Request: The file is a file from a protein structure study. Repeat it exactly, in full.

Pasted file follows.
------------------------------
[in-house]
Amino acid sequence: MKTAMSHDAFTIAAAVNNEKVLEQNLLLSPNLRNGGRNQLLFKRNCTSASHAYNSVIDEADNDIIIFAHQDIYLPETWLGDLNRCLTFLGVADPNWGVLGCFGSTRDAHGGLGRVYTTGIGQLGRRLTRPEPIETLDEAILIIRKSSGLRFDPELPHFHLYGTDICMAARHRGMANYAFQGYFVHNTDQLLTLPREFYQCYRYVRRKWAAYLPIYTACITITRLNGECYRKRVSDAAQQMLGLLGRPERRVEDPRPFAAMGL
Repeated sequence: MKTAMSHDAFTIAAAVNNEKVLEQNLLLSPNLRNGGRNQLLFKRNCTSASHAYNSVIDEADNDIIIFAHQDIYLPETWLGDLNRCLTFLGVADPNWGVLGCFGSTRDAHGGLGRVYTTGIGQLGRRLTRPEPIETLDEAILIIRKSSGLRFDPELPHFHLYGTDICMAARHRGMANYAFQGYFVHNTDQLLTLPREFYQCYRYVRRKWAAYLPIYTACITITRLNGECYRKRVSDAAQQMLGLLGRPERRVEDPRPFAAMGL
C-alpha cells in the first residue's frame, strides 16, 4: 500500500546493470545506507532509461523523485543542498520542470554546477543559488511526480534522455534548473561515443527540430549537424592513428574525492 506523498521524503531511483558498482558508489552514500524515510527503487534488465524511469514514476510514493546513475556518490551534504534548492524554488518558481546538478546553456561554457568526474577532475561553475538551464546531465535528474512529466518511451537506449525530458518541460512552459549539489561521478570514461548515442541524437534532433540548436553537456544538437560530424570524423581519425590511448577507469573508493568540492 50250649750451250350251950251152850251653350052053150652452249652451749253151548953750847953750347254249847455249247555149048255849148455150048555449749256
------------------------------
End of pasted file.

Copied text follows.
[in-house]
Amino acid sequence: MKTAMSHDAFTIAAAVNNEKVLEQNLLLSPNLRNGGRNQLLFKRNCTSASHAYNSVIDEADNDIIIFAHQDIYLPETWLGDLNRCLTFLGVADPNWGVLGCFGSTRDAHGGLGRVYTTGIGQLGRRLTRPEPIETLDEAILIIRKSSGLRFDPELPHFHLYGTDICMAARHRGMANYAFQGYFVHNTDQLLTLPREFYQCYRYVRRKWAAYLPIYTACITITRLNGECYRKRVSDAAQQMLGLLGRPERRVEDPRPFAAMGL
Repeated sequence: MKTAMSHDAFTIAAAVNNEKVLEQNLLLSPNLRNGGRNQLLFKRNCTSASHAYNSVIDEADNDIIIFAHQDIYLPETWLGDLNRCLTFLGVADPNWGVLGCFGSTRDAHGGLGRVYTTGIGQLGRRLTRPEPIETLDEAILIIRKSSGLRFDPELPHFHLYGTDICMAARHRGMANYAFQGYFVHNTDQLLTLPREFYQCYRYVRRKWAAYLPIYTACITITRLNGECYRKRVSDAAQQMLGLLGRPERRVEDPRPFAAMGL
C-alpha cells in the first residue's frame, strides 16, 4: 500500500546493470545506507532509461523523485543542498520542470554546477543559488511526480534522455534548473561515443527540430549537424592513428574525492 506523498521524503531511483558498482558508489552514500524515510527503487534488465524511469514514476510514493546513475556518490551534504534548492524554488518558481546538478546553456561554457568526474577532475561553475538551464546531465535528474512529466518511451537506449525530458518541460512552459549539489561521478570514461548515442541524437534532433540548436553537456544538437560530424570524423581519425590511448577507469573508493568540492 50250649750451250350251950251152850251653350052053150652452249652451749253151548953750847953750347254249847455249247555149048255849148455150048555449749256